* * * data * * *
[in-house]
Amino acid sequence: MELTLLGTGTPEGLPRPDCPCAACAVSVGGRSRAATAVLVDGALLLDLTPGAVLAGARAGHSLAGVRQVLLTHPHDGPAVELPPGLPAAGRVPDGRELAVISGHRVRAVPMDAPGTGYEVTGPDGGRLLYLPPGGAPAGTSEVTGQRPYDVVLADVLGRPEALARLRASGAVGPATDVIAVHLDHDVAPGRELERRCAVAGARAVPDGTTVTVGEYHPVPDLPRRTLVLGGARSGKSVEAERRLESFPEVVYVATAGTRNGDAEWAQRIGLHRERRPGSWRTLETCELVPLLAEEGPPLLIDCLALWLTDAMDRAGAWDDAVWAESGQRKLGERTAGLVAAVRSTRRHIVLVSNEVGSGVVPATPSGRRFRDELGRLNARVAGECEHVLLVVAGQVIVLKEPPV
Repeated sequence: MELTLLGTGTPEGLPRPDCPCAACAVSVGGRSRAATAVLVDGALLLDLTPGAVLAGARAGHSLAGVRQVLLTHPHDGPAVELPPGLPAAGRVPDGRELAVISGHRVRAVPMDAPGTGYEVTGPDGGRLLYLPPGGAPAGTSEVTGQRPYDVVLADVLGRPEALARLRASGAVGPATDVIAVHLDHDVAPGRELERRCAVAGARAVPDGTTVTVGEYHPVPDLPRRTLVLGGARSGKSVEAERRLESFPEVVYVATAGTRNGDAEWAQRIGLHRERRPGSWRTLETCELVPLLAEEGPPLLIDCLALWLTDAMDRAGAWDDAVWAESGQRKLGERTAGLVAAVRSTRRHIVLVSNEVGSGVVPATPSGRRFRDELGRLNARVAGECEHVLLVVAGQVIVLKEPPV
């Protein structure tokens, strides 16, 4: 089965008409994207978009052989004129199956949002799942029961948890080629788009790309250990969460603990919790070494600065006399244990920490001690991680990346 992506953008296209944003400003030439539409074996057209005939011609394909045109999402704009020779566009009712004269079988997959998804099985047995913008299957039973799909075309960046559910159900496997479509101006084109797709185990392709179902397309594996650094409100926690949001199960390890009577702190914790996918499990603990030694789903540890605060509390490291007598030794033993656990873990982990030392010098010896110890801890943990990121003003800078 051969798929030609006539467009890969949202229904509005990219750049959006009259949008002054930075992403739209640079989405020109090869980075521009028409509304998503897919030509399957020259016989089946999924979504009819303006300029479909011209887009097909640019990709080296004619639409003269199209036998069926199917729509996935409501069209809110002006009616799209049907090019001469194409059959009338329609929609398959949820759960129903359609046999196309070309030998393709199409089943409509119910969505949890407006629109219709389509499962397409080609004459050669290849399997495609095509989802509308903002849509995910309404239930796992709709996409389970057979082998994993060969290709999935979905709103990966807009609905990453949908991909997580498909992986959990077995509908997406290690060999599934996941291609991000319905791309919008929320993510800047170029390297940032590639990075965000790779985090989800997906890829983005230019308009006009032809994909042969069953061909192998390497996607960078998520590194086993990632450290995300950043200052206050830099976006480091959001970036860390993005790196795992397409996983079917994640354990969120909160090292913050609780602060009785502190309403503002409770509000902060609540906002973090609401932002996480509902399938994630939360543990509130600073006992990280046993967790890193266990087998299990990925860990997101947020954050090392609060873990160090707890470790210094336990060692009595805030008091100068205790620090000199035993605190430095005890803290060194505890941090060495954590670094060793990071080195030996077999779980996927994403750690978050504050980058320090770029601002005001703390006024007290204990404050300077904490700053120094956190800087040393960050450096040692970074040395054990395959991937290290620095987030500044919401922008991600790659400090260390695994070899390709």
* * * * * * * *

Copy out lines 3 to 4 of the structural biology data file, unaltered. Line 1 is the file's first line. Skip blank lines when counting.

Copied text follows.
Repeated sequence: MELTLLGTGTPEGLPRPDCPCAACAVSVGGRSRAATAVLVDGALLLDLTPGAVLAGARAGHSLAGVRQVLLTHPHDGPAVELPPGLPAAGRVPDGRELAVISGHRVRAVPMDAPGTGYEVTGPDGGRLLYLPPGGAPAGTSEVTGQRPYDVVLADVLGRPEALARLRASGAVGPATDVIAVHLDHDVAPGRELERRCAVAGARAVPDGTTVTVGEYHPVPDLPRRTLVLGGARSGKSVEAERRLESFPEVVYVATAGTRNGDAEWAQRIGLHRERRPGSWRTLETCELVPLLAEEGPPLLIDCLALWLTDAMDRAGAWDDAVWAESGQRKLGERTAGLVAAVRSTRRHIVLVSNEVGSGVVPATPSGRRFRDELGRLNARVAGECEHVLLVVAGQVIVLKEPPV
């Protein structure tokens, strides 16, 4: 089965008409994207978009052989004129199956949002799942029961948890080629788009790309250990969460603990919790070494600065006399244990920490001690991680990346 992506953008296209944003400003030439539409074996057209005939011609394909045109999402704009020779566009009712004269079988997959998804099985047995913008299957039973799909075309960046559910159900496997479509101006084109797709185990392709179902397309594996650094409100926690949001199960390890009577702190914790996918499990603990030694789903540890605060509390490291007598030794033993656990873990982990030392010098010896110890801890943990990121003003800078 051969798929030609006539467009890969949202229904509005990219750049959006009259949008002054930075992403739209640079989405020109090869980075521009028409509304998503897919030509399957020259016989089946999924979504009819303006300029479909011209887009097909640019990709080296004619639409003269199209036998069926199917729509996935409501069209809110002006009616799209049907090019001469194409059959009338329609929609398959949820759960129903359609046999196309070309030998393709199409089943409509119910969505949890407006629109219709389509499962397409080609004459050669290849399997495609095509989802509308903002849509995910309404239930796992709709996409389970057979082998994993060969290709999935979905709103990966807009609905990453949908991909997580498909992986959990077995509908997406290690060999599934996941291609991000319905791309919008929320993510800047170029390297940032590639990075965000790779985090989800997906890829983005230019308009006009032809994909042969069953061909192998390497996607960078998520590194086993990632450290995300950043200052206050830099976006480091959001970036860390993005790196795992397409996983079917994640354990969120909160090292913050609780602060009785502190309403503002409770509000902060609540906002973090609401932002996480509902399938994630939360543990509130600073006992990280046993967790890193266990087998299990990925860990997101947020954050090392609060873990160090707890470790210094336990060692009595805030008091100068205790620090000199035993605190430095005890803290060194505890941090060495954590670094060793990071080195030996077999779980996927994403750690978050504050980058320090770029601002005001703390006024007290204990404050300077904490700053120094956190800087040393960050450096040692970074040395054990395959991937290290620095987030500044919401922008991600790659400090260390695994070899390709």